The finding of a high burden of post-TB lung damage is consistent with previous literature which suggests two-to-four-fold increased odds of airway obstruction and restriction among those who have previously had pTB disease compared with those who have not,2–4 and ongoing airway and parenchymal imaging abnormalities following treatment success.5 6 Together, these data indicate a high population burden of respiratory pathology resulting from pTB disease.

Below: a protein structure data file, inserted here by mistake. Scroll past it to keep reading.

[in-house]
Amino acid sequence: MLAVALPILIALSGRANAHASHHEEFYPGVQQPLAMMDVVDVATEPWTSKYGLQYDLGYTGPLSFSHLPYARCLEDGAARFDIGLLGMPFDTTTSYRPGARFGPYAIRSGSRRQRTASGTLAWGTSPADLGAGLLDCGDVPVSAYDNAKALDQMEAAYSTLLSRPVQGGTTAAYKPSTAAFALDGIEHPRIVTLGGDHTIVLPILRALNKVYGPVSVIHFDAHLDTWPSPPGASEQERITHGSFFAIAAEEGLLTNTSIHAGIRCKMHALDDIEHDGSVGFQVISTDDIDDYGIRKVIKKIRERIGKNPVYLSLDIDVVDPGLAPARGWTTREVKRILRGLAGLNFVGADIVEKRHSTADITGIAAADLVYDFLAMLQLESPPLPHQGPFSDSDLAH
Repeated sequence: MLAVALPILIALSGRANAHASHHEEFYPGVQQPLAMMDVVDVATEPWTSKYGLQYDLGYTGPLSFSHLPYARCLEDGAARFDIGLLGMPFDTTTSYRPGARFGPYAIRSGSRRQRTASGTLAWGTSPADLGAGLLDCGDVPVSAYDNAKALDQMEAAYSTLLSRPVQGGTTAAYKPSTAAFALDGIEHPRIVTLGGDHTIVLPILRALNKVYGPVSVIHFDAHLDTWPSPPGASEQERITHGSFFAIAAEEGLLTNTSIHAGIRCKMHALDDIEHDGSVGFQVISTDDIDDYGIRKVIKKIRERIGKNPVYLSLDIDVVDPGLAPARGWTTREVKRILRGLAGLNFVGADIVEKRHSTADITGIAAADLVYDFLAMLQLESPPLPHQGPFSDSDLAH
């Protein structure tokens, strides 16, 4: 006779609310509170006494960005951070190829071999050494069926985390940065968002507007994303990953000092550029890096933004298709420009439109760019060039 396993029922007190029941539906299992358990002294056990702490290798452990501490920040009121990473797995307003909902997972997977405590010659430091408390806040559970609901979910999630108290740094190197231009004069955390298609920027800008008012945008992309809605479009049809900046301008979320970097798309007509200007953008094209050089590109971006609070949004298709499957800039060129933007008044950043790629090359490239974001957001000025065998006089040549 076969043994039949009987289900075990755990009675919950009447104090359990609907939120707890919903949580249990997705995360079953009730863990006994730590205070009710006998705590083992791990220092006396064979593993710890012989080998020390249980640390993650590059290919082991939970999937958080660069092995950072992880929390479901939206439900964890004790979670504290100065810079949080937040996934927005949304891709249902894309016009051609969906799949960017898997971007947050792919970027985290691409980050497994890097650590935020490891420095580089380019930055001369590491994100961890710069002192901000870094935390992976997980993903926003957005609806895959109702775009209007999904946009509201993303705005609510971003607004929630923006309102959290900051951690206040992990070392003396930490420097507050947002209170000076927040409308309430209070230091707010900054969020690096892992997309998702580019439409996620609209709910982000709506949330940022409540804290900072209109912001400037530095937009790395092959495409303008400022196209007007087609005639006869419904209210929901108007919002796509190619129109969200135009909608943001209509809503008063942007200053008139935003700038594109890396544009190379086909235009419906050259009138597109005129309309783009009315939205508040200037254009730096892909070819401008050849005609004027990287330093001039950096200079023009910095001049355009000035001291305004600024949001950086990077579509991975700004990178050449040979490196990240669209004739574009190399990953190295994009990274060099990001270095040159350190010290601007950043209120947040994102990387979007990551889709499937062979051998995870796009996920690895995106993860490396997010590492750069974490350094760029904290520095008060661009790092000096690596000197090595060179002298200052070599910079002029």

To our knowledge, this is the first study to track change in lung function in an unselected patient cohort prospectively from pTB treatment completion. On average, FEV1 and FVC values for the cohort improved over time. Recovery was incomplete, but most marked in the first 6 months. This pattern of partial recovery is consistent with previous models,22 and is in keeping with the parenchymal destruction and airway dilatation seen on HRCT imaging which are unlikely to fully resolve.23 24 However, heterogeneity of lung function outcomes was observed between individuals within the cohort: while most experienced recovery, up to a fifth had a clinically meaningful decline in lung function over time. These patients are of particular concern given the known associations between reduced FEV1 and FVC, and increased mortality.25–27 In keeping with data from other chronic lung diseases, our analyses suggest that acute respiratory events in the year following treatment completion may drive worsening spirometry.12 13